Mt Ephraim House

      Charles II and Queen Katharine stayed at Mt Ephraim House (87 Mt Ephraim) in 1663 while their court camped on Tunbridge Wells Common. The house served as the Assembly Room for the entertainment of visitors from 1665 to 1670. It was substantially altered in the 1840s, acquiring an extra storey and a new facade. Together with the Chalet, built in its grounds around 1800, it served as the Tunbridge-ware manufactory of William Fenner from the 1790s, the business being subsequently taken over by Edmund Nye around 1840 and Thomas Barton in 1863. Manufacture continued until Barton’s death in 1903. On the edge of the Common around the corner of the boundary wall is a row of seats: this area was traditionally noted as a sun trap and named the South of France.

      Royal Wells Inn

      Built in 1834 as the Mt Ephraim Hotel, and located near the northern end of Tunbridge Wells Common on Mt Ephraim, the now named Royal Wells Inn owes its title to Queen Victoria, who visited frequently as a young Princess in the early 19th century, and later granted the use of her coat of arms, which is proudly displayed at the top of the building.

      Spa Hotel

      What is currently (2020) the Spa Hotel (located above the northern end of Major York’s Road) was built in 1765 by Sir George Kelley, Lord of the Manor, as Bishops Down Grove. It was purchased from his heirs by Major Martin Yorke of the East India Company (after whom the road is named) in 1772. Its life as a hotel dates from 1878, when, following enlargement, it was opened as the Bishops Down Grove Spa and Hydropathic Sanatorium. On the strip of the Common in front of the hotel is a drinking fountain erected in 1887 in memory of the Hon. Francis and Lady Georgina Molyneux. Francis Molyneux moved to Tunbridge Wells in 1853, living first at Gibraltar Cottage and subsequently building Earls Court (now Reliance House) on Mount Ephraim. He was a leading member of the Freeholders, as well as the Local Board. Nearby, a plaque indicates an oak planted in July 1954 to commemorate a summer school held by the Men of the Trees, an early environmental group, at the Hotel.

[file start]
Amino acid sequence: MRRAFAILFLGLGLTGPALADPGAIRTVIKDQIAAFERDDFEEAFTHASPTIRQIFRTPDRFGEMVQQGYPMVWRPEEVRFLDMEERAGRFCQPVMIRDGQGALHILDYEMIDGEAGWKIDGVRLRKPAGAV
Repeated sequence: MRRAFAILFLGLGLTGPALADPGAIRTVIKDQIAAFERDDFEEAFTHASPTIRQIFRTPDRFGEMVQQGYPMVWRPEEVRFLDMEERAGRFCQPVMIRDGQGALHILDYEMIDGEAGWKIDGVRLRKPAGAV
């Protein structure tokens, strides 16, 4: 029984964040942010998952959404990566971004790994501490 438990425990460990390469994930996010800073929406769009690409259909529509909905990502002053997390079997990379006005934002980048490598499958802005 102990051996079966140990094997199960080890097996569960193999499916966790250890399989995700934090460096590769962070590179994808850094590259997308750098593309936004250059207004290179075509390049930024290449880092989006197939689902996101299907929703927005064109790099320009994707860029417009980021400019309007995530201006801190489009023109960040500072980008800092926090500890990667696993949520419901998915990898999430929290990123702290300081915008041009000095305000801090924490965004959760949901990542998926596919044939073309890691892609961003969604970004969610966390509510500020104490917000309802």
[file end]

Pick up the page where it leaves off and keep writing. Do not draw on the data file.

While he owned the house, Major Yorke gained a reputation for his lavish entertaining and even welcomed Princess Victoria, later Queen, as a guest. (One can read a little more about Major Yorke in the book by Paul Amsinck, Tunbridge Wells, and Its Neighbourhood, Illustrated by a Series of Etchings, and Historical Descriptions. The text of this book is also available online.)

      The Major Yorke

      Previously known as the Brokers Arms, was renamed in 2002 as the Major Yorke, under the ownership of the Spa Hotel. It was a 16th century coaching inn. It was renamed after Major Martin Yorke who bought the Spa Hotel in 1772, after serving under Lord Clive of India and making his fortune with the East India Company. It has been closed for since 2018.

      Wellington hotel

      The Wellington Hotel (now Travel Lodge) opened in 1875 by John Braby. Braby was an admirer of the Duke, whose wife stayed in the town on several occasions.

  • Rocks

      Toad Rock

      Toad Rock (9 on map)

      First popularized in a local guide in 1810, Toad Rock was not named until the 1823 edition of Clifford’s Visitor’s Guide for Tunbridge Wells. It was fenced and the base strengthened with masonry in 1881-1882. The original railings were renovated during the winter of 1993-1994.

      Before geologists were able to explain its origin, it aroused much speculation, including the idea that it was possibly manmade. Some nineteenth century observers believed that it was “the remains of an ancient sphinx”, and as late as 1933 H G Wells referred to this idea in his novel Christina Alberta’s Father. The Toad and other outcrops were eroded into their present forms by wind action during the last Ice Age. As a result of this geological history, the surrounding area was designated a geological Site of Special Scientific Interest (SSSI) in 1992.

      Toad Rock and other outcrops were in fact eroded into their present forms by wind action during the last Ice Age. As a result of this geological history, the surrounding area was designated a geological Site of Special Scientific Interest in 1992.

      The Lion, Denny Bottom

      Denny Bottom rocks

      In Victorian and Edwardian times visitors to Toad Rock were liable to be accosted by self-appointed guides who would offer to point out the names of many other rocks in the vicinity. The oldest names appear to be the Loaf, the Lion (mentioned in the 1850s), and the Parson’s Nose (painted under this name by Charles Tattershall Dodd in the 1840s but named the Old Man’s Head on a sketch of 1824, and the Pulpit on Edwardian postcards).